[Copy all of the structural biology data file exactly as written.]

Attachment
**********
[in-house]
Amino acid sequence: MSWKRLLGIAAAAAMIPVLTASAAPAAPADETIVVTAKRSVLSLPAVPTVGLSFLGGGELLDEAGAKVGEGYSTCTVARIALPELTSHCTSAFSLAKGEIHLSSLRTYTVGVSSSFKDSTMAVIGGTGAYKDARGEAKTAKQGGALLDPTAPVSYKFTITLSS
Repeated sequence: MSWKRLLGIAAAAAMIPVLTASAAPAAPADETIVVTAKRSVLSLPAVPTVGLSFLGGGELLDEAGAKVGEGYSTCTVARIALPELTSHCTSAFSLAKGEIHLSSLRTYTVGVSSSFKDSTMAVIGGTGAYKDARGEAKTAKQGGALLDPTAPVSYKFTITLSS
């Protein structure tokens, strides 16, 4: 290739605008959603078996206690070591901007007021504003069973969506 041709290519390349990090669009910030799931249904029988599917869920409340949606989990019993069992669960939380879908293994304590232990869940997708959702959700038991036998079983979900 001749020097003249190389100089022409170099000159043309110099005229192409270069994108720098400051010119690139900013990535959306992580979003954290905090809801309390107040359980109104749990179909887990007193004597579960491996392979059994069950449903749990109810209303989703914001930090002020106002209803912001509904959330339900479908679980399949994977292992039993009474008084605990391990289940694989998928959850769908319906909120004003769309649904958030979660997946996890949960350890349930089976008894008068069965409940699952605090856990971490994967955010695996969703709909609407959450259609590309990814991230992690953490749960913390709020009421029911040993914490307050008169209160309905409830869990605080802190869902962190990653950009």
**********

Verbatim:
[in-house]
Amino acid sequence: MSWKRLLGIAAAAAMIPVLTASAAPAAPADETIVVTAKRSVLSLPAVPTVGLSFLGGGELLDEAGAKVGEGYSTCTVARIALPELTSHCTSAFSLAKGEIHLSSLRTYTVGVSSSFKDSTMAVIGGTGAYKDARGEAKTAKQGGALLDPTAPVSYKFTITLSS
Repeated sequence: MSWKRLLGIAAAAAMIPVLTASAAPAAPADETIVVTAKRSVLSLPAVPTVGLSFLGGGELLDEAGAKVGEGYSTCTVARIALPELTSHCTSAFSLAKGEIHLSSLRTYTVGVSSSFKDSTMAVIGGTGAYKDARGEAKTAKQGGALLDPTAPVSYKFTITLSS
């Protein structure tokens, strides 16, 4: 290739605008959603078996206690070591901007007021504003069973969506 041709290519390349990090669009910030799931249904029988599917869920409340949606989990019993069992669960939380879908293994304590232990869940997708959702959700038991036998079983979900 001749020097003249190389100089022409170099000159043309110099005229192409270069994108720098400051010119690139900013990535959306992580979003954290905090809801309390107040359980109104749990179909887990007193004597579960491996392979059994069950449903749990109810209303989703914001930090002020106002209803912001509904959330339900479908679980399949994977292992039993009474008084605990391990289940694989998928959850769908319906909120004003769309649904958030979660997946996890949960350890349930089976008894008068069965409940699952605090856990971490994967955010695996969703709909609407959450259609590309990814991230992690953490749960913390709020009421029911040993914490307050008169209160309905409830869990605080802190869902962190990653950009």